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Why inclusive leadership is more important than ever

Written by: Rebecca Rampat is Associate Partner and Jonathan Swain is Managing Director at McLean Public.
Published on: 25 May 2023

Local and regional government faces unprecedented challenges. These include economic uncertainty, the need to tackle climate change, acute housing shortages and increasing customer expectations, alongside long-standing financial pressures and jarring inequalities within the communities they serve.

The importance of inclusive leadership during these times has never been so apparent, ensuring people’s needs are met, not just now, but sustainably so for the future.

For as long as there have been leaders in society, there have been those who have tried to determine what works and why. From Machiavelli to Tony Robbins, many people have claimed to be leadership ‘gurus’ in their own right. Local government, though, genuinely does have its own talented experts, and our understanding of leadership best practice improves all the time.

This is especially important given, as the Local Government Association points out: ‘The role of councils is rapidly changing, so are the roles of our officers, managers and chief executives.’

McLean Public is proud of its diverse network of colleagues across local and regional government, so we thought ‘who better to ask about the current inclusive leadership challenges across the sector?’

What follows is a small summary of what they told us.

Diversity and its impact on organisational culture

Including and embracing new perspectives and cultures in organisations is essential to improving the way leaders relate to people both inside and outside the organisation.

Bringing in diverse perspectives not only provides different dimensions on cultures and lifestyles, but also introduces new ways of working and fresh ideas for implementation.

Inspiring all

The ability to inspire and motivate colleagues is key. Understanding the factors that motivate colleagues individually and inspire them to thrive in new opportunities is important, but equally so is empowering people to develop and demonstrate leadership behaviours to both ‘step in’ and ‘step up’ and inspire others.

This will make employees feel more engaged, trusted, and more likely to take ownership of their own leadership journey.

Fostering innovation

Local authorities are constantly under pressure to tackle both long-standing challenges and the unexpected (and we are seeing plenty of the latter).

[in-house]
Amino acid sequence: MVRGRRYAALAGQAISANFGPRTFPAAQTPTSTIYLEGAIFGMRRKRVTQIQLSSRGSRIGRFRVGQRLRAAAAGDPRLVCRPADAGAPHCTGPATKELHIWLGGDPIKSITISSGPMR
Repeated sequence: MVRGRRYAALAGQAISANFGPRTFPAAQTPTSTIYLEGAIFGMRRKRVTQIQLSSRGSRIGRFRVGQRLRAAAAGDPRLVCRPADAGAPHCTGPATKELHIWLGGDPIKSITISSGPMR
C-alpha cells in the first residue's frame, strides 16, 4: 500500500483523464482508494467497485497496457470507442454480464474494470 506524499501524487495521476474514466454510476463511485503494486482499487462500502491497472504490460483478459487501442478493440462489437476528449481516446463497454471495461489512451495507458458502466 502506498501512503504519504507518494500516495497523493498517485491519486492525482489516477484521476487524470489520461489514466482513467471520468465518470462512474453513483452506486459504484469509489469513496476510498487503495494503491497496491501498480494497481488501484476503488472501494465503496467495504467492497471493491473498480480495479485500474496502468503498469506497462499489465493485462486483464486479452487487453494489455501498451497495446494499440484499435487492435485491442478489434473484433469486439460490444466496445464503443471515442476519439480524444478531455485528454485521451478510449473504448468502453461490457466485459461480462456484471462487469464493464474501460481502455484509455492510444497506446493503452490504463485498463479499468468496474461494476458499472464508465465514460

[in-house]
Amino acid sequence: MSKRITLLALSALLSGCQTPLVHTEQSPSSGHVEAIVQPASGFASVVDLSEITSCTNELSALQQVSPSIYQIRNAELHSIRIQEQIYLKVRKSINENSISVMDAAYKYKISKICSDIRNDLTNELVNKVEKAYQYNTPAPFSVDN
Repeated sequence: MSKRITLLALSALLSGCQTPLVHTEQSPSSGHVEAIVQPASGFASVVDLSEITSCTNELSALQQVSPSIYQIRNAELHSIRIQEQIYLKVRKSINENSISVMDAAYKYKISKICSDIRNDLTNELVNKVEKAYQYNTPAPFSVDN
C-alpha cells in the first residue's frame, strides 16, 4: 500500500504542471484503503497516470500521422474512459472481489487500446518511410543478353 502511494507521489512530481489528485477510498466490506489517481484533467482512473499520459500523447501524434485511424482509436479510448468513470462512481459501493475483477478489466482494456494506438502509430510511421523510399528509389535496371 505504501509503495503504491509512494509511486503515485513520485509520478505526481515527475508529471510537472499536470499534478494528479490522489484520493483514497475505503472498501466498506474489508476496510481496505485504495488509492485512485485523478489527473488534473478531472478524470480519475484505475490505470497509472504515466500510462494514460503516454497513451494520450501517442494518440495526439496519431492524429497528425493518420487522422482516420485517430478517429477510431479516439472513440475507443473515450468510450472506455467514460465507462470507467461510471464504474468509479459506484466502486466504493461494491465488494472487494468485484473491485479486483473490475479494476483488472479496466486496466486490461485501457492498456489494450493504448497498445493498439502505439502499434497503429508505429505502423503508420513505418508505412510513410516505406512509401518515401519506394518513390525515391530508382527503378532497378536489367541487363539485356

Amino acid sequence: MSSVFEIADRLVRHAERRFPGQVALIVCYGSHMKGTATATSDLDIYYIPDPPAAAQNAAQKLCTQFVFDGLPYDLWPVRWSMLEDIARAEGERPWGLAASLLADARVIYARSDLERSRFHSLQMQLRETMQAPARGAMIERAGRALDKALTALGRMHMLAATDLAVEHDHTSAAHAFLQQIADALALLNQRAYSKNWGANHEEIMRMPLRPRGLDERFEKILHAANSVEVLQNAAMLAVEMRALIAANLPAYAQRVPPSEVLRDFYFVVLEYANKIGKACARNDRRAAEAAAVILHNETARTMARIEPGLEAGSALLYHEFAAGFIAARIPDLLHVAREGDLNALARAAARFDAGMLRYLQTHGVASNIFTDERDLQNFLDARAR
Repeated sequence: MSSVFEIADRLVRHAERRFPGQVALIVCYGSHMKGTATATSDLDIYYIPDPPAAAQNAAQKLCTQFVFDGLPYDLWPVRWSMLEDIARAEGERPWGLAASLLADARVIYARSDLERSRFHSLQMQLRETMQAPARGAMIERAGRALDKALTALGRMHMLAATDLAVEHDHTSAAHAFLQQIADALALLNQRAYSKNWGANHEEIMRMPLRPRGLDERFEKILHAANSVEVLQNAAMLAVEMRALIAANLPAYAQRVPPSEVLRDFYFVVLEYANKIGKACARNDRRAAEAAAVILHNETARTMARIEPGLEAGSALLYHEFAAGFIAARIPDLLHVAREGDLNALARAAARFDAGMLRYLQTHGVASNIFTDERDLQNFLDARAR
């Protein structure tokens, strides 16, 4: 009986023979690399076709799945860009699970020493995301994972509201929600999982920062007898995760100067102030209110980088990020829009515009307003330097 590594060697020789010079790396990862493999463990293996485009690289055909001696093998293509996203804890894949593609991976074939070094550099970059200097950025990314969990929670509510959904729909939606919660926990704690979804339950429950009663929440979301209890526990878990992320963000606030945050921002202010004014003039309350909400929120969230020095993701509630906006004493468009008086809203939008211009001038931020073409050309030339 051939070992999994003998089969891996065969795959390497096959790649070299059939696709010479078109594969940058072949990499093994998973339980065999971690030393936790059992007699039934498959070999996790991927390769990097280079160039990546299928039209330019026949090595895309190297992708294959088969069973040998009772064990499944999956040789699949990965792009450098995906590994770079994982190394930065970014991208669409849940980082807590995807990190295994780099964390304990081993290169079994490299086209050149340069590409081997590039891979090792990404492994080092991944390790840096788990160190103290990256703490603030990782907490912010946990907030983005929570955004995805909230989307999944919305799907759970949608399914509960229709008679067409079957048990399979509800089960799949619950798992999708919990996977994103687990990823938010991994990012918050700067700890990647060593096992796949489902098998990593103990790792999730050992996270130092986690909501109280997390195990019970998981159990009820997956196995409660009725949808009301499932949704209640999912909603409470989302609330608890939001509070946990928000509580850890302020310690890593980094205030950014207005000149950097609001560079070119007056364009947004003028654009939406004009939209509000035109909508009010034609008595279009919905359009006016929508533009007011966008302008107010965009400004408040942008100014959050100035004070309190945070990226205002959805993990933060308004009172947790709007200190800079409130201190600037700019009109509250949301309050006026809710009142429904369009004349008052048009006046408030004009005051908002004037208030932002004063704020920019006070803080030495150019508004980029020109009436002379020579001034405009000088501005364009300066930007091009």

Local and regional government is witnessing an increased ability to learn from the past and make bolder decisions on anticipating and preparing for future needs by encouraging not just innovative solutions, but also innovative ways of working and co-production with partners, businesses and communities. Since the pandemic, more services are digitally focused – from Zoom meetings being the norm to self-fulfilment of many daily transactions.

This has further increased the impetus to innovate more frequently and to explore fresh ideas that would have been unthinkable a decade ago.

Maximising the leadership opportunities of ‘the new normal’

More organisations are expanding their search for talent as location becomes less relevant due to the progress of technology in the workplace. Teams are able to collaborate more frequently via digital platforms and our experience of the pandemic provided us with the confidence to deliver on long-term and short-term strategies while being disparately located across the UK.

Agile and hybrid working is ‘the new normal’ and many opportunities from this are yet to be fully capitalised on.

A clear vision in an ambiguous world

By all conventional benchmarks, any vision must be compelling to the organisation’s workforce, and it must inspire employees to look forward to contributing at work each day. 

It is also widely agreed that there needs to be a sense of connectedness between the organisational vision and the team members who make it happen. Local government leaders today, however, are being asked to offer vision and lead in a context that is unlike anything experienced before – an environment defined by ongoing uncertainty, conflicting priorities and unprecedented events.

It’s time for leaders to embrace this. The notion of the static vision of the past has gone and constant change is the new status quo. 

Rebecca Rampat is Associate Partner and Jonathan Swain is Managing Director at McLean Public.